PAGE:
[ the boy scouts ] were playing with it at the scout meeting and would have noticed the burns," and, "The cap was new; it had not been washed or ironed." It is rumored that the cap was never returned because it was proof of the authenticity of the sighting. The hat wasn't returned simply because the scoutmaster said that he didn't want it back. No secrets, no intrigue; it's as simple as that.
Everyone who was familiar with the incident, except a few people in the Pentagon, were convinced that this was a hoax until the lab called me about the grass samples we'd sent in. "How did the roots get charred?" Roots charred? I didn't even know what my caller was talking about. He explained that when they'd examined the grass they had knocked the dirt and sand off the roots of the grass clumps and found them charred. The blades of grass themselves were not damaged; they had never been heated, except on the extreme tips of the longer blades. These had evidently been bending over touching the ground and were also charred. The lab had duplicated the charring and had found that by placing live grass clumps in a pan of sand and dirt and heating it to about 300 degrees F. over a gas burner the charring could be duplicated. How it was actually done outside the lab they couldn't even guess.
As soon as we got the lab report, we checked a few possibilities ourselves. There were no hot underground springs to heat the earth, no chemicals in the soil, not a thing we found could explain it. The only way it could have been faked would have been to heat the earth from underneath to 300 degrees F., and how do you do this without using big and cumbersome equipment and disturbing the ground? You can't. Only a few people handled the grass specimens: the lab, the intelligence officer in Florida, and I. The lab wouldn't do it as a joke, then write an official report, and I didn't do it. This leaves the intelligence officer; I'm positive that he wouldn't do it. There may be a single answer everyone is overlooking, but as of now the charred grass roots from Florida are still a mystery.
Writing an official report on this incident was difficult. On one side of the ledger was a huge mass of circumstantial evidence very heavily weighted against the scoutmaster's story being true. On our second trip to Florida, Lieutenant Olsson and I heard story after story about the man's aptitude for dreaming up tall tales. One man told us, "If he told me the sun was shining, I'd look up to make sure." There were parts of his story and those of the boy scouts that didn't quite mesh. None of us ever believed the boy scouts were in on the hoax. They were undoubtedly so impressed by the story that they imagined a few things they didn't actually see. The scoutmaster's burns weren't proof of anything; the flight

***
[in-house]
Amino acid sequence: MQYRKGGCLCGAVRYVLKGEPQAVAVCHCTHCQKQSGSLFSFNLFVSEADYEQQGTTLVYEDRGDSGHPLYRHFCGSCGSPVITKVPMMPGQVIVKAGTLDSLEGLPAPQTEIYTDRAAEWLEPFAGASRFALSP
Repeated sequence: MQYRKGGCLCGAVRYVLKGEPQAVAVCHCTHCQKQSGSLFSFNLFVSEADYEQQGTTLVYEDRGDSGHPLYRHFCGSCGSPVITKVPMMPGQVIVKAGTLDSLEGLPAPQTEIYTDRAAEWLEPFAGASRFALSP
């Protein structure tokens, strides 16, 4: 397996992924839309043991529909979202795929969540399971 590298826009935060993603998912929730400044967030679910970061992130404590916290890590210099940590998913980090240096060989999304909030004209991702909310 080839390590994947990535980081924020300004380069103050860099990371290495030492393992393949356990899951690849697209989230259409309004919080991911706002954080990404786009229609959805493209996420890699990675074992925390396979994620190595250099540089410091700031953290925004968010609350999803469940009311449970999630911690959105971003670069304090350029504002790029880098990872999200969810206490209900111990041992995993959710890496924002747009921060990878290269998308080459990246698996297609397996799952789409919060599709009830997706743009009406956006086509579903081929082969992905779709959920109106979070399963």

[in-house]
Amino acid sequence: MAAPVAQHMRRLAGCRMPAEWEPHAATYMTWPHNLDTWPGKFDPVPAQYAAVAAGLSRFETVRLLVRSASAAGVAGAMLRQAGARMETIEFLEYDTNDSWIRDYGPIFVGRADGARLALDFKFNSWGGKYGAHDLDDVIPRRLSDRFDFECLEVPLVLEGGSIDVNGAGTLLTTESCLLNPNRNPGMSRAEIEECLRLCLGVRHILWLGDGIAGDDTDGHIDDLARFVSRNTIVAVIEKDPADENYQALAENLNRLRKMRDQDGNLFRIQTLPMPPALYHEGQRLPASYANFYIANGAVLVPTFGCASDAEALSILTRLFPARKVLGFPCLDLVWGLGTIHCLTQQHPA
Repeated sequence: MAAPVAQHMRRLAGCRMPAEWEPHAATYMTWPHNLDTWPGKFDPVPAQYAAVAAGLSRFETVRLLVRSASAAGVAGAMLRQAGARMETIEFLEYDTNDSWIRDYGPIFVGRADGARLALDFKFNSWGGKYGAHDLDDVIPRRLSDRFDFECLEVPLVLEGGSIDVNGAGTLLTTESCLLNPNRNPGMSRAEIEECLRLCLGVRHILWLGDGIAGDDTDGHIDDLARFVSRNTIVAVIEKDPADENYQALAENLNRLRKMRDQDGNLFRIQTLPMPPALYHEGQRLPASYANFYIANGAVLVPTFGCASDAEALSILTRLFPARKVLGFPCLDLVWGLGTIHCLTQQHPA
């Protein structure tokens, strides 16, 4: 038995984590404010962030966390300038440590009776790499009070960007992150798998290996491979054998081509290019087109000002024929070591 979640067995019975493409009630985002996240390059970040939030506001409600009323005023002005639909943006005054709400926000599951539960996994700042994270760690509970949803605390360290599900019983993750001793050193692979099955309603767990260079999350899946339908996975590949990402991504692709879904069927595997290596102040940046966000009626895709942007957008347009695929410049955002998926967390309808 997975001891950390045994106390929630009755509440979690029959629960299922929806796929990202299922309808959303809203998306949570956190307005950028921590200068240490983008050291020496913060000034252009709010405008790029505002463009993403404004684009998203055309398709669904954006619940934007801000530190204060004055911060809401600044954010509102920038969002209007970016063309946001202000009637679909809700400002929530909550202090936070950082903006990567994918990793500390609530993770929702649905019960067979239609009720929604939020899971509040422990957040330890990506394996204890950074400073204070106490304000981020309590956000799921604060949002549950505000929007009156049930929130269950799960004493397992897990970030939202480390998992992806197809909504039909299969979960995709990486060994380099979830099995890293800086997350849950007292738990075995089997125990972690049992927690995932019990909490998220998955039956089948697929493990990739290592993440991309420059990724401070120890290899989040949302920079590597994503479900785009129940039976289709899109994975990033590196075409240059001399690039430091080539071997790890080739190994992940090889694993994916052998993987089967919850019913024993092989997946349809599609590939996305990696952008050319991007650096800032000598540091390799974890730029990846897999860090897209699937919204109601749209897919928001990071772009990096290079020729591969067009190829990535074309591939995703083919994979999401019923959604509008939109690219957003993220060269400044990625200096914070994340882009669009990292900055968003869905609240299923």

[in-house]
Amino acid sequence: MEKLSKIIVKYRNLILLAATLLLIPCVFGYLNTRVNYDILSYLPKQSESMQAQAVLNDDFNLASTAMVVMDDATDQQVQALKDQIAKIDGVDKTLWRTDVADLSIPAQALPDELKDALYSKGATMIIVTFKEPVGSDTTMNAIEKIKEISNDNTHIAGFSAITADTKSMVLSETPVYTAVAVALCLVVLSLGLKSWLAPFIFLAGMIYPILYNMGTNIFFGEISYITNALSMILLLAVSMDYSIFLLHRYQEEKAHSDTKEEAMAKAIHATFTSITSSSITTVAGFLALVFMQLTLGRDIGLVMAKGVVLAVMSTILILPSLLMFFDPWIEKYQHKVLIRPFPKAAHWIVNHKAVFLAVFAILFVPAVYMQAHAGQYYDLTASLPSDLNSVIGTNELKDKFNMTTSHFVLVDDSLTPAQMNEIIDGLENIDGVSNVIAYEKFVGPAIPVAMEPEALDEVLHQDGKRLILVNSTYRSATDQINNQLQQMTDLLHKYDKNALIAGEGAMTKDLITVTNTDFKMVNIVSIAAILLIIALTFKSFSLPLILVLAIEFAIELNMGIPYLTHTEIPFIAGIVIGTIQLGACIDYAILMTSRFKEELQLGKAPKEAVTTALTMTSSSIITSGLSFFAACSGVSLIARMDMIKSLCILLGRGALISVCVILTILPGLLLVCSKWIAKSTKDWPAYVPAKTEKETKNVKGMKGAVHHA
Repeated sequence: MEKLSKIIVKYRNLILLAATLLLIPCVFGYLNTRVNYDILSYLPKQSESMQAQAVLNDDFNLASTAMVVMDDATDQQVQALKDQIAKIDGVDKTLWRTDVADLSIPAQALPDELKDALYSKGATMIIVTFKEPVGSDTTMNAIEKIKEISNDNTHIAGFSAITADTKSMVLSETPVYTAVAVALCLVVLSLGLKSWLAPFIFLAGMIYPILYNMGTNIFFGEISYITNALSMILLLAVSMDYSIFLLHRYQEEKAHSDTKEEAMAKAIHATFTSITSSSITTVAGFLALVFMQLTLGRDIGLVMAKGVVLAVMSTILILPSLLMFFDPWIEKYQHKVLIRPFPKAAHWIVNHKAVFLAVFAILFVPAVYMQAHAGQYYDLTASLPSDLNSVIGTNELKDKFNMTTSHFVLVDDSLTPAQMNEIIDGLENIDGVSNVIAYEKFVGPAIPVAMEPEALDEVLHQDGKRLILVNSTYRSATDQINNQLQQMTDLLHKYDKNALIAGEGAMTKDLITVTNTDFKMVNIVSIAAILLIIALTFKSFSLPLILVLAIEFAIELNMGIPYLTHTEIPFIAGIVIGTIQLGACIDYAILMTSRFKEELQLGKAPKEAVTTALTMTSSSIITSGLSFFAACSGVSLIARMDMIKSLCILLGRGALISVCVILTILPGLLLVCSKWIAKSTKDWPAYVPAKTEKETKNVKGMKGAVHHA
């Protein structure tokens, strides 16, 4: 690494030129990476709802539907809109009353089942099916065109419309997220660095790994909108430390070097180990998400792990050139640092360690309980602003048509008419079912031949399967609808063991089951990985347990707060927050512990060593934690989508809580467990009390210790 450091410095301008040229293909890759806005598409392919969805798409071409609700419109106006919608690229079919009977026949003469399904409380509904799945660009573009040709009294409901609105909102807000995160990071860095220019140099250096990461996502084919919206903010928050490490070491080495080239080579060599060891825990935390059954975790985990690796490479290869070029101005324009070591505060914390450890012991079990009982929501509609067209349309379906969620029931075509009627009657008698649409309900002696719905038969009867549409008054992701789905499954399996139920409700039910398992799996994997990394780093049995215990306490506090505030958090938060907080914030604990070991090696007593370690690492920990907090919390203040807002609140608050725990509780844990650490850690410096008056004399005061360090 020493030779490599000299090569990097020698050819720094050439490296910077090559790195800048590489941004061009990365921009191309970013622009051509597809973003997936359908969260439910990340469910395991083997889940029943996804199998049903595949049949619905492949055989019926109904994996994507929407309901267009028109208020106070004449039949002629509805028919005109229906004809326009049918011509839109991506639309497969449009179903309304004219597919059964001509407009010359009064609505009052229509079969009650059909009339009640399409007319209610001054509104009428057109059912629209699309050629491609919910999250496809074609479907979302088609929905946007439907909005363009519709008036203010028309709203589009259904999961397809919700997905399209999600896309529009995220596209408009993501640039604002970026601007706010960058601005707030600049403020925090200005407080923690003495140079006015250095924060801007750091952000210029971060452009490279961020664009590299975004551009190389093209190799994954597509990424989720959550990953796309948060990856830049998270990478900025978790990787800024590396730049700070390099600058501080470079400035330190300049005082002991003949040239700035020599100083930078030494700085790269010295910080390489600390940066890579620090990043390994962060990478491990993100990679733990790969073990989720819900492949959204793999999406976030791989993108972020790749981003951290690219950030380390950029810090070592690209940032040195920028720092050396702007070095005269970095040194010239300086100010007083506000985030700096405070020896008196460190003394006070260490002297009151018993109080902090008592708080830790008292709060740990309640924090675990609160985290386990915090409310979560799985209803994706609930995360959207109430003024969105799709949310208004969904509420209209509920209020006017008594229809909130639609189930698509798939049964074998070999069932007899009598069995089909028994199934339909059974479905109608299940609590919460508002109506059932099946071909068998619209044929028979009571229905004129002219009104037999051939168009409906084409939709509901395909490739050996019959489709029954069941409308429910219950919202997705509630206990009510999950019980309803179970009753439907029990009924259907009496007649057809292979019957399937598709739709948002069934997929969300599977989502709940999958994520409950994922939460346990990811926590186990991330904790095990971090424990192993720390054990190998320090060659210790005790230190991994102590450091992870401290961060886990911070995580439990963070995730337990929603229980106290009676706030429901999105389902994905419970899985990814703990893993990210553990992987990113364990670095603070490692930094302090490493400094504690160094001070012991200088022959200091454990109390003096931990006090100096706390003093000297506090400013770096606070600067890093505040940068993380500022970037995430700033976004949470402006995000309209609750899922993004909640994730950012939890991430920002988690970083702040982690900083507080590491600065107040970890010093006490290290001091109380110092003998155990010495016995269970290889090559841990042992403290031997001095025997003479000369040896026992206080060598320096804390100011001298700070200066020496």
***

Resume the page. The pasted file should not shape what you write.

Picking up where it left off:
surgeon had duplicated these by burning his own arm with a cigarette lighter. But we didn't make step one in proving the incident to be a hoax. We thought up dozens of ways that the man could have set up the hoax but couldn't prove one.
In the scoutmaster's favor were the two pieces of physical evidence we couldn't explain, the holes burned in the cap and the charred grass roots.
The deputy sheriff who had first told me about the scoutmaster's Marine and prison record had also said, "Maybe this is the one time in his life he's telling the truth, but I doubt it."
So did we; we wrote off the incident as a hoax. The best hoax in UFO history.
Many people have asked why we didn't give the scoutmaster a lie detector test. We seriously considered it and consulted some experts in this field. They advised against it. In some definite types of cases the lie detector will not give valid results. This, they thought, was one of those cases. Had we done it and had he passed on the faulty results, the publicity would have been a headache.
There is one way to explain the charred grass roots, the burned cap, and a few other aspects of the incident. It's pure speculation; I don't believe that it is the answer, yet it is interesting. Since the blades of the grass were not damaged and the ground had not been disturbed, this one way is the only way (nobody has thought of any other way) the soil could have been heated. It could have been done by induction heating.
To quote from a section entitled "Induction Heating" from an electrical engineering textbook:
A rod of solid metal or any electrical conductor, when subjected to an alternating magnetic field, has electromotive forces set up in it. These electromotive forces cause what are known as "eddy currents." A rise in temperature results from "eddy currents."
Induction heating is a common method of melting metals in a foundry.
Replace the "rod of solid metal" mentioned above with damp sand, an electrical conductor, and assume that a something that was generating a powerful alternating magnetic field was hovering over the ground, and you can explain how the grass roots were charred. To get an alternating magnetic field, some type of electrical equipment was needed. Electricity--electrical sparks--the holes burned in the cap "by electric sparks."
UFO propulsion comes into the picture when one remembers Dr. Einstein's unified field theory, concerning the relationship between electro-magnetism and gravitation.
If this alternating magnetic field can heat metal, why didn't everything the scoutmaster had that was metal get hot enough to burn him? He had a flashlight,